Canvas or wood? This can be a tough choice for some artists. These two are the most commonly used materials, yet now there are even more choices such as plastic, metal, glass, ceramic, leather, paper, vinyl and cardboard.
Let’s start with the pros and cons of canvas and wood. Canvas comes in cotton duct or linen, while wood choices range from hardboard to panel. Both are fine for painting, but how do we choose what is right for us and our work?
∙ It is lightweight, especially important for painting large.
∙ Canvas has a wonderful absorbency and woven texture if that suits your style.
∙ It can be used stretched over wooden stretcher bars for a tight bounce, or left unstretched to pin up onto walls or used on floors while working.
∙ For more information on selecting the appropriate stretchers and strainers click here.
∙ For more information on selecting the appropriate canvas click here.
∙ If you like to sand painted layers, or pour acrylic mediums over the surface as a layer, then the wood panels will be a better choice then canvas. For sanding or pouring you need a rigid level surface. The canvas when stretched on stretchers will droop if you sand or pour, and therefore needs to be propped up underneath for these techniques. Also, it can’t be easily moved if it needs to dry on a level place for a long time.
∙ As mentioned above, wood panel is already hard and rigid, and can be easily transported while layers are wet and still drying. A rigid surface is best for sanding and pouring techniques.
∙ It can cost less then stretched canvas. Canvas stretcher bars are made for reuse and are costly. A local carpenter or wood worker can make several wood panels at a time, with cost savings to the artist. Carpenters will generally charge per hour plus cost of materials, while purchasing stretcher bars and canvas have extra added retailer costs that are put on the final price.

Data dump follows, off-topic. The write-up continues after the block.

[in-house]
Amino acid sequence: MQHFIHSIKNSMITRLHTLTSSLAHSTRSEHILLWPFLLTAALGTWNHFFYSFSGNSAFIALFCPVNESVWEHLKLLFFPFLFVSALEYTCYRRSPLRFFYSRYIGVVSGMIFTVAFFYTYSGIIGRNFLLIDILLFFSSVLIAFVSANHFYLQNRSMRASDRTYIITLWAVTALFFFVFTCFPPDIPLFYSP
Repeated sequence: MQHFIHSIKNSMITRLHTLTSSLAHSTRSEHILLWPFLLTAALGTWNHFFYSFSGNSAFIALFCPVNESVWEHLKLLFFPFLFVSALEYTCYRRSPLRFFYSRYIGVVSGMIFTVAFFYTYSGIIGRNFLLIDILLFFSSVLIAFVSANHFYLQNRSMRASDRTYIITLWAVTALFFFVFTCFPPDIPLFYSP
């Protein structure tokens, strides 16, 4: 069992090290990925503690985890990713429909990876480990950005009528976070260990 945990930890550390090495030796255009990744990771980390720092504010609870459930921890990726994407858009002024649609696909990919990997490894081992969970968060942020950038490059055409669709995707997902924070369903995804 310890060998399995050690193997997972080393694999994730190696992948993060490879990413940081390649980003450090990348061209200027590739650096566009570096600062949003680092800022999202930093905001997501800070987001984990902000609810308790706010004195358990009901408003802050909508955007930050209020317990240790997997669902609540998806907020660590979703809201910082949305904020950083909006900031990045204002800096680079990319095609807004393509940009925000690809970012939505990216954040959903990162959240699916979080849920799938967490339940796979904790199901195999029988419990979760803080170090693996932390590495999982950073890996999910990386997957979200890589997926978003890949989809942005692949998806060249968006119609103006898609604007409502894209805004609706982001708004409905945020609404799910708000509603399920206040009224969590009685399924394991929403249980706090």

∙ Wood panels can be made with different woods and braced to minimize warping.
∙ They are more sturdy then canvas. This means they will last longer than canvas given similar environmental circumstances.
∙ If you want to paint over an old painting on wood panel, it is easily remedied by sanding off any old texture and paint. I don’t recommend repainting over old paintings on canvas. It is difficult to properly sand the texture off, and isn’t as strong as wood panel for the added weight when applying extra layers.
∙ Confused about masonite, hardboard, and how to choose the right wood for panels? Here is a great article on just that, click here
∙ For more information on wood supports for painters click here:
∙ These can get heavy when working on large size panels.
CANVAS ON WOOD PANEL
You can also combine the two. Paint on canvas, then adhere the canvas onto wood panel. For more information on how to do this click here:
PLASTIC FOR PAINTING SURFACES:
This is a relatively new choice for painting surfaces. For more information click here.
For information on how to prepare the different supports mentioned above click here.
Nancy Reyner, painter, author and instructor offers assistance to artists in a variety of ways. Click here for more info.